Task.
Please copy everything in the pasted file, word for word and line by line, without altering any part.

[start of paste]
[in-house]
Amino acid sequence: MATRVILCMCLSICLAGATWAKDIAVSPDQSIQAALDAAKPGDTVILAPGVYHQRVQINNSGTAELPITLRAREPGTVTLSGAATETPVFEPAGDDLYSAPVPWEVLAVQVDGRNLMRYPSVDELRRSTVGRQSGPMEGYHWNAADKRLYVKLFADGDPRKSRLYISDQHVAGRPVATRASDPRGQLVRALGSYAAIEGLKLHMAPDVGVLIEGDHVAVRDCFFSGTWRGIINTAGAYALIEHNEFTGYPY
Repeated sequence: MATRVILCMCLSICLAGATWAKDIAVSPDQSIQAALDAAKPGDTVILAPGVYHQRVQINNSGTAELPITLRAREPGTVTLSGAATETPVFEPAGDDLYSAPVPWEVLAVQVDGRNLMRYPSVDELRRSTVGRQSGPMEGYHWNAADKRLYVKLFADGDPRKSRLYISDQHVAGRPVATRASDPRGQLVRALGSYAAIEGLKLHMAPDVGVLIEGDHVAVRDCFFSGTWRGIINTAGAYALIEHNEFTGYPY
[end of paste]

[in-house]
Amino acid sequence: MATRVILCMCLSICLAGATWAKDIAVSPDQSIQAALDAAKPGDTVILAPGVYHQRVQINNSGTAELPITLRAREPGTVTLSGAATETPVFEPAGDDLYSAPVPWEVLAVQVDGRNLMRYPSVDELRRSTVGRQSGPMEGYHWNAADKRLYVKLFADGDPRKSRLYISDQHVAGRPVATRASDPRGQLVRALGSYAAIEGLKLHMAPDVGVLIEGDHVAVRDCFFSGTWRGIINTAGAYALIEHNEFTGYPY
Repeated sequence: MATRVILCMCLSICLAGATWAKDIAVSPDQSIQAALDAAKPGDTVILAPGVYHQRVQINNSGTAELPITLRAREPGTVTLSGAATETPVFEPAGDDLYSAPVPWEVLAVQVDGRNLMRYPSVDELRRSTVGRQSGPMEGYHWNAADKRLYVKLFADGDPRKSRLYISDQHVAGRPVATRASDPRGQLVRALGSYAAIEGLKLHMAPDVGVLIEGDHVAVRDCFFSGTWRGIINTAGAYALIEHNEFTGYPY